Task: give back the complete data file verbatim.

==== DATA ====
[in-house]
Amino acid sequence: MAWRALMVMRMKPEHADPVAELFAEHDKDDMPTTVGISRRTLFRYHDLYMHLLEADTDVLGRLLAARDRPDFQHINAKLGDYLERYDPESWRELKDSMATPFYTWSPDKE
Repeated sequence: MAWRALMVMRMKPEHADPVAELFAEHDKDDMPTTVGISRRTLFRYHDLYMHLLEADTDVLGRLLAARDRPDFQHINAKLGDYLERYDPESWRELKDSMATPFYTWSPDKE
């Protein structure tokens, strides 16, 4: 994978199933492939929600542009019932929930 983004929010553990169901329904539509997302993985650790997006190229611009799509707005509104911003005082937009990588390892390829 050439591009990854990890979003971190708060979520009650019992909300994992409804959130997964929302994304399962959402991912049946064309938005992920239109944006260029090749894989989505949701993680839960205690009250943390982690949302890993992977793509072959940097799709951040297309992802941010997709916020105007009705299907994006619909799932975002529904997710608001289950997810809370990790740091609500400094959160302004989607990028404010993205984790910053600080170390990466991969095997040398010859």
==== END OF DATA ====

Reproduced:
[in-house]
Amino acid sequence: MAWRALMVMRMKPEHADPVAELFAEHDKDDMPTTVGISRRTLFRYHDLYMHLLEADTDVLGRLLAARDRPDFQHINAKLGDYLERYDPESWRELKDSMATPFYTWSPDKE
Repeated sequence: MAWRALMVMRMKPEHADPVAELFAEHDKDDMPTTVGISRRTLFRYHDLYMHLLEADTDVLGRLLAARDRPDFQHINAKLGDYLERYDPESWRELKDSMATPFYTWSPDKE
């Protein structure tokens, strides 16, 4: 994978199933492939929600542009019932929930 983004929010553990169901329904539509997302993985650790997006190229611009799509707005509104911003005082937009990588390892390829 050439591009990854990890979003971190708060979520009650019992909300994992409804959130997964929302994304399962959402991912049946064309938005992920239109944006260029090749894989989505949701993680839960205690009250943390982690949302890993992977793509072959940097799709951040297309992802941010997709916020105007009705299907994006619909799932975002529904997710608001289950997810809370990790740091609500400094959160302004989607990028404010993205984790910053600080170390990466991969095997040398010859």